Friday, September 15, 2017

Review: The Occupation Of The Factories: Italy 1920

The Occupation Of The Factories: Italy 1920 by Paolo Spriano
My rating: 0 of 5 stars

This book is an interesting read by a Marxist-Leninist of the factory occupations which swept Italy in 1920 and a critique of a social movement's inability to seize the revolutionary moment. While mostly focusing on the Italian Socialist Party and the various strains inside, it includes the various factions in the state and industrialists for an overhead view of why things played out the way they did.

The thesis seems to be that the occupation movement failed because a lack of disciplined leadership in the PSI, the likely fact that it was a dialectical steam valve of the workers movement which would have been slaughtered in the streets (rather than in the defensive positions of the factories), and the idea that they could have gone for broke if they had national action (and were sold out by reformist leadership), but Turin and some of the anarchist strongholds were more advanced than the workers in the rest of the country.

I am actually a novice when it comes to Bordiga, Gramsci and others ...so that was very interesting. That being said it seemed to slight the anarchists who had hundreds of thousands of participants and set the tone in Turin and other places for more confrontational action.

If anything, this book awakened in me a need to read more of this period from different viewpoints and with more of a focus on Gramsci, Luigi Fabbri, Malatesta, and Bordiga.

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Tuesday, September 12, 2017

Review: Ready for Revolution: The CNT Defense Committees in Barcelona, 1933-1938

Ready for Revolution: The CNT Defense Committees in Barcelona, 1933-1938 Ready for Revolution: The CNT Defense Committees in Barcelona, 1933-1938 by Agustín Guillamón
My rating: 4 of 5 stars

There are very few books which really dispel most historical interpretation of an event and movement as much as this book. The level of organization and commitment of basic rank and file militants and their fierce connection to the labor movement and their local community is vital to understand.

According to Garcia Oliver, "The Revolution does not exist to satisfy some aesthetic appetite but to resolve a series of social questions".

This book takes you into the heart of things, from a literal play by play of the worker victory over the army uprising in Barcelona, to meeting minutes of the FAI, defense committees, and plenums discussing questions which few anarchists in the US have even given much thought: should we "go for broke" and seize power from the state and other left wing organizations, should we form an alliance of convenience, what should the defensive structures look like, what kind of autonomy do they have vis a vis the unions, revolutionary ward committees and the necessity of revolutionary committees to coordinate struggle (vs ad hoc involvement), what is the role of "intelligence" and "control patrols" (police), prisons, and others.....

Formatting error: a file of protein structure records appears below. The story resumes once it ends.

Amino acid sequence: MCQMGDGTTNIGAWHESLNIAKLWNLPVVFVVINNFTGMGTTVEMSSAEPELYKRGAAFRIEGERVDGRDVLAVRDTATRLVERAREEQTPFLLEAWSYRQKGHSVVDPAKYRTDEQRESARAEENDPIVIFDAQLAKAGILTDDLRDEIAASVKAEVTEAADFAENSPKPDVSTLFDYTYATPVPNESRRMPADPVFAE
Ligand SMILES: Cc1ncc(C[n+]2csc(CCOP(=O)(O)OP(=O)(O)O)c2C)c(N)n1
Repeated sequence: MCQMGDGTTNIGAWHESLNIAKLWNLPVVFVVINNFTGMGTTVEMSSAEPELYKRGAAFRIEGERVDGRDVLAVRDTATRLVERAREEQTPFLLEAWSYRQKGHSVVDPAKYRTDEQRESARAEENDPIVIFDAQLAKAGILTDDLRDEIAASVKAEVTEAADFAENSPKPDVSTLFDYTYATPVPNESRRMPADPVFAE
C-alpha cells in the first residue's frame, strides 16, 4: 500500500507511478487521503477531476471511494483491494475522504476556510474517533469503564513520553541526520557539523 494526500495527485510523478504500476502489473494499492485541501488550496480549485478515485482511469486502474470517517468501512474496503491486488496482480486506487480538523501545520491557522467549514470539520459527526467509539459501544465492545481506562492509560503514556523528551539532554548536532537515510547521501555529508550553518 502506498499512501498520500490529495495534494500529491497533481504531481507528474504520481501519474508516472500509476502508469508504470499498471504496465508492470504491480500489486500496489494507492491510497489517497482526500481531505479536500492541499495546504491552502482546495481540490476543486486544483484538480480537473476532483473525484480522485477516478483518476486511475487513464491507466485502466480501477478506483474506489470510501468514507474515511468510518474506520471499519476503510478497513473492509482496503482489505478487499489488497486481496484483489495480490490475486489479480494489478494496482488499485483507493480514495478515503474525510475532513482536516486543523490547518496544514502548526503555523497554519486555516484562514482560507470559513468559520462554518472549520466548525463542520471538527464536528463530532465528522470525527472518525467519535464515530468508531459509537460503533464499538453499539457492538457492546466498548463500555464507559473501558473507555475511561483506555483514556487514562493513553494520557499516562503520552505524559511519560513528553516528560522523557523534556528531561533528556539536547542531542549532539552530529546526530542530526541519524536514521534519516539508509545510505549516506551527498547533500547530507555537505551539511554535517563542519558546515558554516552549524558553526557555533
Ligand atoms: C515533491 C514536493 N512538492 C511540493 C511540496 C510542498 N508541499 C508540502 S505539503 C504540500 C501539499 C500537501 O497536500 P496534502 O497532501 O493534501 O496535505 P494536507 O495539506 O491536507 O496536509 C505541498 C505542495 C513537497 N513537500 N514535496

This is not a primer book on the Spanish revolution, but definitely gives one an idea of the lengths in which the anarchist movement needs to actually go in terms of preparedness, depth of organizational capacity, and in terms of needed theoretical advancement. A must read for anyone serious about revolution.

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Friday, July 21, 2017

Orcs..Orcs..Orcs... I beat Shadow of Mordor!


Finally, a game where I get to murder my way through Mordor with a side story about the time between The Hobbit and Lord of the Rings!  While not super dense in terms of story, the atmosphere of this game deserves definite praise.  The combat system borrows from the latest batman game with added gory finishing moves and its lots of sneaking, listening to orc banter, poisoning their beer supply, freeing prisoners, getting chased by monsters, and seeking out orc leadership to slay.

But what really shines about this game is the nemesis system.  Essentially you can play orcs off against each other to fuck with the orc boss hierarchy and get the orcs that are cowed by you into the higher chain of command.  You can have them challenge each other in duels and raids, raise your squeeky orc nobody into a body guard of an orc chieftain only to betray him.  And burn and destroy stuff until the hand of sauron begins to notice your existance.  The end is pretty epic, if a tiny bit anti-climactic... but gets me excited for the sequal which Im sure will be even better.